Home Inspection 101: What to Expect and How to Find Your Home Inspector

A home inspection is an essential part of the home buying or selling process. From the buyer’s perspective, a proper home inspection ensures peace of mind by making sure you are investing into a home that is safe to live in. Alternatively, it would also facilitate a transparent transaction, so you know of potential risks and repairs needed in your prospective home. From a seller’s perspective, paying for a home inspection prior to listing allows you to find potential unseen damage to your home and resolve potential issues before buyers find them. This enables you to ask for your best potential asking price, without risking deductions for repairs during the contracting phase of the real estate transaction.

What is included in a typical home inspection?

The standard home inspection report will cover structural home elements, such as walls, ceilings, floors, doors. It will also go into home systems such as your heating/cooling and plumbing systems. See a full list of standard inspection items on the American Society of Home Inspectors website.

What will fail a home inspection?

A professional home inspector does not pass or fail a property. Since they are separate from the municipal inspection process, your home inspector will instead note the physical condition of the home along with any recommended repairs or replacements. According to MyMove, these are some common home inspection problems to look out for:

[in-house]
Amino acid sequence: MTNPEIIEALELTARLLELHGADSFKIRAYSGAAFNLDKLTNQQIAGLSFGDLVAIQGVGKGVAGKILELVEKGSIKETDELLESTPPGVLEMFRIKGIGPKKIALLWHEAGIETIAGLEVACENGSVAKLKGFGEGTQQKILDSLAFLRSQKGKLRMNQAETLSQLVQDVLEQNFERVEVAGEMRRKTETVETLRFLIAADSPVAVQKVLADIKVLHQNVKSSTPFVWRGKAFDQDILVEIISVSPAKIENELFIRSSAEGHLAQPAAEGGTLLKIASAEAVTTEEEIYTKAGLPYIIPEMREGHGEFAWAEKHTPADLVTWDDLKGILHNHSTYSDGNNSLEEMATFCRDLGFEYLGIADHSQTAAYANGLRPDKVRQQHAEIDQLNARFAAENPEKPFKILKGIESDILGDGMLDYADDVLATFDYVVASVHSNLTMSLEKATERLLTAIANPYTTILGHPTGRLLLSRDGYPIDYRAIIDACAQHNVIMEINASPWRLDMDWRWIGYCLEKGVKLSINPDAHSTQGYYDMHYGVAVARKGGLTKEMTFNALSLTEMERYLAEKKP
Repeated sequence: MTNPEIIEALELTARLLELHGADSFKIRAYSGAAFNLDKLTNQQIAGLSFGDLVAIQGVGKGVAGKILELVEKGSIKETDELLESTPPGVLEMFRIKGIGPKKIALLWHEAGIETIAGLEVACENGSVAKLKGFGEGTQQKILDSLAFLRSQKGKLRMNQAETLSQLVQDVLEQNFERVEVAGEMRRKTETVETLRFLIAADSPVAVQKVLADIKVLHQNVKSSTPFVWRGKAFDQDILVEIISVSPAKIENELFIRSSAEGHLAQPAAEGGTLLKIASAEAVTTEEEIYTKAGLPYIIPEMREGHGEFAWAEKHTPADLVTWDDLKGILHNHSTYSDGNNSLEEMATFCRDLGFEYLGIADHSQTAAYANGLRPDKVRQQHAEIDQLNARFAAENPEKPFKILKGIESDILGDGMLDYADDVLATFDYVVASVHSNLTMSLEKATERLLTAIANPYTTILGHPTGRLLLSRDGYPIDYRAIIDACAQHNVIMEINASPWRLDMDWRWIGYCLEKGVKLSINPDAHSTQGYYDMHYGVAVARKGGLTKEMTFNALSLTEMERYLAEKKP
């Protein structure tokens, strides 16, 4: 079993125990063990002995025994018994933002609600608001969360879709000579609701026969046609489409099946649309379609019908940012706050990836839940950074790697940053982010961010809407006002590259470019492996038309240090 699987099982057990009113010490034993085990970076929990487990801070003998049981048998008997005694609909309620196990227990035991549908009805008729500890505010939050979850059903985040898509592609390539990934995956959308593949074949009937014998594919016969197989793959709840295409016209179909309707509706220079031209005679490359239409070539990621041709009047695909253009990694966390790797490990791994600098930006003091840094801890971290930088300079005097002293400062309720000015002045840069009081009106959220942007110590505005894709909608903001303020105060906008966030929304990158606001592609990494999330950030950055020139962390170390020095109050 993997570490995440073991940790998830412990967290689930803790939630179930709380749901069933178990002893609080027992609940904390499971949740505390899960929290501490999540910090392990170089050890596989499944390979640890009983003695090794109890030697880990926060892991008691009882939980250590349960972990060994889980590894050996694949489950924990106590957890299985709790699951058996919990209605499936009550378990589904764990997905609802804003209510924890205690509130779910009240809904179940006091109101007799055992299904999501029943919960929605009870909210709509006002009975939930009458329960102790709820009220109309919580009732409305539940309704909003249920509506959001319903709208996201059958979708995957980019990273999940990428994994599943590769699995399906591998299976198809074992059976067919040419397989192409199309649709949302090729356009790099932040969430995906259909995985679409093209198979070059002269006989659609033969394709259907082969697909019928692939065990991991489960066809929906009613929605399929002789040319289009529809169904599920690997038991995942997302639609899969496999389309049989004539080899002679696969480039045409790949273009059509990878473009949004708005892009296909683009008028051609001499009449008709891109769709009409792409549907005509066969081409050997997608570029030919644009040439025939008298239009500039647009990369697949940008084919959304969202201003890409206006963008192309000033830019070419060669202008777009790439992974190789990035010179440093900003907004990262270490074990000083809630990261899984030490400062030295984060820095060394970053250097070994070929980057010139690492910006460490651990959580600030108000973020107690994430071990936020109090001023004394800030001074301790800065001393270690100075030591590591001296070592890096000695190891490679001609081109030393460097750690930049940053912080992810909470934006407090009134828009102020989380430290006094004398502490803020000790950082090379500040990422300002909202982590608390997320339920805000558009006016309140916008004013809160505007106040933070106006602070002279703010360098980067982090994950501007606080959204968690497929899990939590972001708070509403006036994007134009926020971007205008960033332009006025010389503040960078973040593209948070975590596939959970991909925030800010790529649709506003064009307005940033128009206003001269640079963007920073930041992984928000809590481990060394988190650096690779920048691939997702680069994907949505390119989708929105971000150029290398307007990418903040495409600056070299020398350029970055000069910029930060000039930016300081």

How do I find the best home inspector?

This is the golden question. Finding a trustworthy home inspector can be tricky, but it’s possible if you look in the right places. First, be cautious of using the inspector referred by your real estate agent or home builder. Using an independent, neutral professional will ensure you find all the necessary issues that need to be resolved in your home. The first place you should look to are your friends and family – do they have anyone they recommend? From there, look to professional organizations such as the International Association of Certified Home Inspectors (InterNACHI) or the American Society of Home Inspectors (ASHI). Are you ready to list your home for sale? To learn more about the overall selling process, read more below: